Recycle means to cause to repeat a cycle. In industry it is the process by which used materials are processed into new products to prevent waste of potentially useful materials, reduce consumption of fresh raw materials, cut down energy usage, minimise air and water pollution and lower green house gas emissions. Environmentalists have long been rallying for a more organised way to do this. Likewise, small farmers too are asking for their space to recycle. In small farm agriculture, the saving of seeds and re-using them in the next season is a time-honoured tradition. This recycling of seeds is what is under threat today.

Recycling seeds is direct competition for seed companies. ‘Reduce, resuse, recycle’ seeds clearly comes in the way of their business. Sure the seed, food and fuel industry is looking at agricultural waste and byproducts from farming. But that is purely to develop its carbon portfolios for profits.

Agro fuels so produced are yet to tip the energy balance in their favour. Meanwhile, large populations of farmers in agrarian societies like India and other parts of the world are the untapped market the seed industry is yet to totally conquer.

However, no better than in the (informal) seed sector would recycling the biological material produce a fresh supply of the same planting material. This is not guaranteed by company seeds. To assure themselves of a market, what the seed companies sell in the market are either increasingly hybrid or GE products. Hybrid seeds are the obvious choice of industry since the farmers need to buy the seeds every season. Likewise, GE seeds containing technologies that make the seed sterile, make it impossible for farmers to recycle their seeds. The practice of seed-saving is thus rendered redundant by such seed technologies.

Gap in policy

The country’s seed policies are precisely encouraging such technologies, rather than facilitating farmers to save their own seed. The ministry of agriculture (MoA) has a plan to increase the Seed Replacement Rate (SRR). As explained by MoA, seed replacement rate is the percentage of area sown out of total area of crop planted in the season by using certified/quality seeds other than the farm-saved seed. In the official view the farmers’ reliance on farm saved seeds is seen as something that needs to be corrected. There is an obvious gap in law and policy for the promotion of farmers’ seeds.

The proposed Seed Bill is about putting in place marketing rules for certified seeds of ‘quality.’ Even in the India’s National Seeds Policy 2002 the enhancement of SRR is one of the thrust areas. The intent is to replace the use of farm-saved seeds. The country’s National Seed Plan expressly aims at ensuring the SRR at 25 per cent for self-pollinated crops, 35 per cent for cross-pollinating crops and 100 per cent for hybrids. To be able to meet the demand of seed as per projections of this plan, several quintals of seeds have to be produced and the distributed to farmers across the rural landscape.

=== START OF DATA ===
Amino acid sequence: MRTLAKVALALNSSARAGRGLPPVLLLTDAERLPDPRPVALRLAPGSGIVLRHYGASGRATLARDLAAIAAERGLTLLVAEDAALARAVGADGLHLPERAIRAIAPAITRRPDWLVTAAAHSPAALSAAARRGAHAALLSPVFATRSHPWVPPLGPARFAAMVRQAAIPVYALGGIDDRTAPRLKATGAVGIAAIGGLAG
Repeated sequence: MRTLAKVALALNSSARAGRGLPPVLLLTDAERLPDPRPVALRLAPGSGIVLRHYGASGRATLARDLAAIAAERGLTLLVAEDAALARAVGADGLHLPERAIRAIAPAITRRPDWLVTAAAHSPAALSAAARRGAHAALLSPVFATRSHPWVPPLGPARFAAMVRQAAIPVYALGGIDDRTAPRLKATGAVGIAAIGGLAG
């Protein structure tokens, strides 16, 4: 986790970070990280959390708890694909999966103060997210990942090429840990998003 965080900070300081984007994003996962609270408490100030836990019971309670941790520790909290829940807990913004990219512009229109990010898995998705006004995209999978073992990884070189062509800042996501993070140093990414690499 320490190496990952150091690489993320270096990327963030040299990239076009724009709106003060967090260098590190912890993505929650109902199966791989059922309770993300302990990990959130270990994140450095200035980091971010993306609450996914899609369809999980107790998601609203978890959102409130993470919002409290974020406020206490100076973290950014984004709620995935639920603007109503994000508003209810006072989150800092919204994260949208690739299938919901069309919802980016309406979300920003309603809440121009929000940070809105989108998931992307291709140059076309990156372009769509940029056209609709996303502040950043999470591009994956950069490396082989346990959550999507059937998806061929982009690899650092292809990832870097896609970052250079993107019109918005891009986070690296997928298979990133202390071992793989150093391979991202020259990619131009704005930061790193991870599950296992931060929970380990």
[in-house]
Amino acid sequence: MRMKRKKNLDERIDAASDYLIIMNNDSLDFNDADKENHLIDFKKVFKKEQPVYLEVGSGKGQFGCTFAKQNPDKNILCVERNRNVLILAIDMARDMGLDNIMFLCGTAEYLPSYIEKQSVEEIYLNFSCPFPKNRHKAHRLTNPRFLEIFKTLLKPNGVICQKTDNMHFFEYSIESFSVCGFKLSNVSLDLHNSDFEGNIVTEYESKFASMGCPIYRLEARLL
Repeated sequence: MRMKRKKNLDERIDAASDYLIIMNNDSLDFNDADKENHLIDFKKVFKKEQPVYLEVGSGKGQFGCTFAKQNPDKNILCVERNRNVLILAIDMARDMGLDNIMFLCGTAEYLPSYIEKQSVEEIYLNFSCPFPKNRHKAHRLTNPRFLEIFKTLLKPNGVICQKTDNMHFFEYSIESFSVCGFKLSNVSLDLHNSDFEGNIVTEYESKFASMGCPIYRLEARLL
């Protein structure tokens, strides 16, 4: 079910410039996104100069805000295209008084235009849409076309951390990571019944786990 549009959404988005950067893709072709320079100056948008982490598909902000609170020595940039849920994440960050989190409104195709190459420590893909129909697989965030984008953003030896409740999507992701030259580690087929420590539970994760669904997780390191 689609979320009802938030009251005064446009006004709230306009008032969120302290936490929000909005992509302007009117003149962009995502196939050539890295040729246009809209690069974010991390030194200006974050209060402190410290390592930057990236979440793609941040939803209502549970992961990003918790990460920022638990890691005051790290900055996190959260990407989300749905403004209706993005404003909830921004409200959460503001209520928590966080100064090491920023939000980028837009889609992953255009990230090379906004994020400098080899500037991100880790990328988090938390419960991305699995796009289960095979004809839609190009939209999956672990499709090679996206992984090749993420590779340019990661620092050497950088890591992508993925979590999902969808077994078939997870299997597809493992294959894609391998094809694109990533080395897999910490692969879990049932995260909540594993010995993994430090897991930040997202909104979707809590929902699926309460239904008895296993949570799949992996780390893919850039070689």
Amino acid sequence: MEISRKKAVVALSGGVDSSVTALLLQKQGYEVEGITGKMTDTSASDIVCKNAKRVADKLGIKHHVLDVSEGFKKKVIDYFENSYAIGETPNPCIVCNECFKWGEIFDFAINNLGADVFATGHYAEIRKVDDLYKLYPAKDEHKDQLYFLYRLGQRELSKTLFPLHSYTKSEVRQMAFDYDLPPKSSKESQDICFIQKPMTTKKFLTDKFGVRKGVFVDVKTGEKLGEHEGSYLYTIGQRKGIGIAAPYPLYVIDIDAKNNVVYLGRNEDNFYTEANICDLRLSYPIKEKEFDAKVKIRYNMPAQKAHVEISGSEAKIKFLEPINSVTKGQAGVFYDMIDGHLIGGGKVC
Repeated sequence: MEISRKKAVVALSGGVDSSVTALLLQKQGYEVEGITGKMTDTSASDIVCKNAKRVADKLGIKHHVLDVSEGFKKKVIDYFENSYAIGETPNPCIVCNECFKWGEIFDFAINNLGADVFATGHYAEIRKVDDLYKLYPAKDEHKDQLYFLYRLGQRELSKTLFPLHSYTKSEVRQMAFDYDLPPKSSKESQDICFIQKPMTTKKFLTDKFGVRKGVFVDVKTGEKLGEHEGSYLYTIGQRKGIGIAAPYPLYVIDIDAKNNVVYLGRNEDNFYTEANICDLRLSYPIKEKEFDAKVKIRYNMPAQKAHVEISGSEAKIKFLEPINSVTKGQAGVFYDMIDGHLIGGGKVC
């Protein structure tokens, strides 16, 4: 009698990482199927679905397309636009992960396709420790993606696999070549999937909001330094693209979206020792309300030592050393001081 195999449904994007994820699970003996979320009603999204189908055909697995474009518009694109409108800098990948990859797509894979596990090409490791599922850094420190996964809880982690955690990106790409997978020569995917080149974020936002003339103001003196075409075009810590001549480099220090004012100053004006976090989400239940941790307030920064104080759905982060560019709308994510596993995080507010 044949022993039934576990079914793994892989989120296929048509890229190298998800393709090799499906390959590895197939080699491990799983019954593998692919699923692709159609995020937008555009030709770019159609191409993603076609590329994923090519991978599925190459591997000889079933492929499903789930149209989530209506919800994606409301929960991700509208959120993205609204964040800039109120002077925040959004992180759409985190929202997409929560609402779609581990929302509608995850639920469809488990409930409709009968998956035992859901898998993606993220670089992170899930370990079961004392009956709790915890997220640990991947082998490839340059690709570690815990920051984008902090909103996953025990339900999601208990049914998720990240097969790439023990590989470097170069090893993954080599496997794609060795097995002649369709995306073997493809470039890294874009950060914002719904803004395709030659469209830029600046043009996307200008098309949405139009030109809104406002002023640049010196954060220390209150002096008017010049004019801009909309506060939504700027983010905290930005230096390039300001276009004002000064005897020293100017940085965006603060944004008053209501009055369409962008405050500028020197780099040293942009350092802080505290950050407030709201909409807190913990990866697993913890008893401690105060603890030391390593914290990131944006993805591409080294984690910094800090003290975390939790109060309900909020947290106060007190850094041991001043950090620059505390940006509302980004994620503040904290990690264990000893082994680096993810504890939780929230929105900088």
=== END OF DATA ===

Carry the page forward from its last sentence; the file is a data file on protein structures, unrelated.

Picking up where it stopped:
The key players envisaged in seed production are the seed industry. The government is also fostering public-private partnerships with state agricultural universities and the State Farms Corporation of India (SFCI). Seed production is the main activity at SFCI farms. Yet the reality is that the National Seed Corporation and the State Seed Corporations are not able to supply the quality and quantity of seeds that farmers need.
Interestingly, both the public and private seed sector actively prospect for farmers’ varieties as a base to build new seed products on. That explains the official emphasis on ex situ conservation and the storing away of traditional varieties in centralised collections. And there seems to a one-way traffic in terms of seed and planting materials being collected by state agencies, be it agricultural universities, research institutes, gene banks or the plant authority. The seeds that come out of these institutions are not re-usable by farmers. But the dichotomy of the situation is that farmers’ seed is considered inferior as against ‘quality’ seed mass manufactured by industry.

There is worldwide concern about the environmental impacts of achieving global food production targets. Yet growing more with less is what small farm agriculture allows. It provides a ready-made low-carbon solution for mitigating global climate change. At the centre of the many small diverse adaptive decentralised food production models are local seeds. Recycling these will also help to keep farmers as the original producers of seeds. So yes the world needs to recycle, but most of all it needs to let farmers’ recycle their own seeds.